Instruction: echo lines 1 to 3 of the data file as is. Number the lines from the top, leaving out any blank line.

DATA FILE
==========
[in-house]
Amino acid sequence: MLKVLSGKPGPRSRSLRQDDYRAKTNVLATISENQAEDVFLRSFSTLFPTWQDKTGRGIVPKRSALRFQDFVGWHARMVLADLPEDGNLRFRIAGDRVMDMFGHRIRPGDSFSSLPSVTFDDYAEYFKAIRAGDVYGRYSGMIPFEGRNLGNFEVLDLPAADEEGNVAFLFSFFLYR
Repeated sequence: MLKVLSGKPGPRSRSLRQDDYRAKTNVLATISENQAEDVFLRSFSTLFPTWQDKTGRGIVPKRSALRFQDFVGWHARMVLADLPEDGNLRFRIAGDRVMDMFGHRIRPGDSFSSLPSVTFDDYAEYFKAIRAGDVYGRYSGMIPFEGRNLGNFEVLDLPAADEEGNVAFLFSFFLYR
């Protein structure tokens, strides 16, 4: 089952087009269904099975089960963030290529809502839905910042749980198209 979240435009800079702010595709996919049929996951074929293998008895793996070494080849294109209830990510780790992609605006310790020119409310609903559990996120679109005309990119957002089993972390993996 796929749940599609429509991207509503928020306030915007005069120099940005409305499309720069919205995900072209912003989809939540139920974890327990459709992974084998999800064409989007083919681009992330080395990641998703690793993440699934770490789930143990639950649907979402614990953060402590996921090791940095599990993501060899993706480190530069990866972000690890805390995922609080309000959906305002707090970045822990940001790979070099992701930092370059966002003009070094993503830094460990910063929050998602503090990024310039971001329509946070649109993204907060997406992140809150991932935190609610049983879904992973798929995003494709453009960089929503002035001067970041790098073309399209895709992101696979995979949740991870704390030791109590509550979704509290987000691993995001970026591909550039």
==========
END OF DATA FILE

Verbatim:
[in-house]
Amino acid sequence: MLKVLSGKPGPRSRSLRQDDYRAKTNVLATISENQAEDVFLRSFSTLFPTWQDKTGRGIVPKRSALRFQDFVGWHARMVLADLPEDGNLRFRIAGDRVMDMFGHRIRPGDSFSSLPSVTFDDYAEYFKAIRAGDVYGRYSGMIPFEGRNLGNFEVLDLPAADEEGNVAFLFSFFLYR
Repeated sequence: MLKVLSGKPGPRSRSLRQDDYRAKTNVLATISENQAEDVFLRSFSTLFPTWQDKTGRGIVPKRSALRFQDFVGWHARMVLADLPEDGNLRFRIAGDRVMDMFGHRIRPGDSFSSLPSVTFDDYAEYFKAIRAGDVYGRYSGMIPFEGRNLGNFEVLDLPAADEEGNVAFLFSFFLYR